SkyDrive is the online storage service offered by Microsoft. It’s been around since 2007, and has been through a number of iterations. It really started to come into its own with the introduction of Windows 8, where it started to assume a much more prominent role. Now with the imminent introduction of Windows 8.1, it is becoming more tightly integrated with the Windows operating system than ever, and the distinction between local and online (cloud) storage is becoming even more blurred.
There’s a good post (Inside SkyDrive) over at the Windows blog that describes some of this integration. However, it seems to me that there is still room for further improvement.
For example, the author of the post (Mona Akmal, Group Program Manager, SkyDrive apps) writes:
Many people use search to quickly access their files. So we’ve made search work just as you’d expect – SkyDrive files show up in search results just like your local files.
Er, no, that’s not true. The way that the search function works is to index the information held in the small placeholder files held locally on your PC. These placeholder files represent the real files held up on the SkyDrive service itself. At the moment, it seems that very little metadata is held in the placeholder files; only things such as the filename, and image thumbnails. So if I search for Descriptive Tags (aka Keywords) that are held in photo metadata, I get no results.
Let me illustrate this. In Windows 8, it is possible to have a local copy of your SkyDrive folders and files. Here’s a screenshot showing some of the SkyDrive folders that are held locally on my Desktop PC:
These folders and the files within them are full local copies of the contents of my SkyDrive storage. They are also included in the scope of the Windows Search engine running on the PC, and because they contain all the metadata, they are also searchable. So, for example, If I search for pictures of our dog, Kai, I get 16 hits of SkyDrive photos that contain the Descriptive Tag: Kai:
My ThinkPad Tablet, on the other hand, is running the Windows 8.1 Preview. In Windows 8.1, the contents of my SkyDrive storage is represented by placeholder files:
To all intents and purposes, they look like the original Folders and Files held in my SkyDrive, but they are not; merely placeholders. A full local copy of a file is not present on the Tablet, unless I have edited the file. So now, if I search for photos of Kai, I get a sad little “No items match your search” message:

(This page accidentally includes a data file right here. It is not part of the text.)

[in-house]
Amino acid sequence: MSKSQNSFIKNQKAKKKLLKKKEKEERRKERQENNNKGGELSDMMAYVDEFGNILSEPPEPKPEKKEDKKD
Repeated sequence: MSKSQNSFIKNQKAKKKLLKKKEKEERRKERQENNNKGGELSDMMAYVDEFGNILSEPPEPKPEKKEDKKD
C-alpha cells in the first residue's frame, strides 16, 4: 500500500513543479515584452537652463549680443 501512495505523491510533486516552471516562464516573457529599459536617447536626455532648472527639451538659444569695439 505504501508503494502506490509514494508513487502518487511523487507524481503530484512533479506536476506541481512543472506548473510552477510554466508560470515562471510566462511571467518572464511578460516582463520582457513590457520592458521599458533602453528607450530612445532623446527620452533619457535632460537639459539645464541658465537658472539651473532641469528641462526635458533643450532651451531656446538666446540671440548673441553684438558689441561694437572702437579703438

That’s because the placeholder files do not contain any photo metadata. This seems to me like a real limitation, particularly there seems to be no way of searching Descriptive Tags in photos in SkyDrive itself – even though the files themselves have the metadata.
Here, for example, is the SkyDrive App in Windows 8.1. Note how the Search Charm is not able to search SkyDrive, but only the web or local files:
Searching for “Kai” produces only the results from my local libraries, not from SkyDrive:
If I use Internet Explorer to browse SkyDrive directly, then I still can’t search on Descriptive Tags. Here’s the initial view of my SkyDrive:
If I use the “Search SkyDrive” function at the top left, and search for “Kai”, then nothing is found:
So the SkyDrive service is not indexing metadata such as the Descriptive Tags. This, by the way, is a long standing issue with the SkyDrive service. I’ve raised it on a number of occasions with the SkyDrive team, and nothing has changed.
In addition, the Windows 8.1 integration of SkyDrive is also not indexing metadata, so perhaps the Microsoft statement should be rewritten as:
Many people use search to quickly access their files. So we’ve made search work just not as you’d expect – SkyDrive files won’t always show up in search results unlike your local files.
Update 4 October 2013: If you read the comments below this post, you’ll see that members of the SkyDrive team have replied. The good news is that they are working to address the shortcomings of the current search experience – photo metadata is now being included in the placeholder files. That’s good to hear.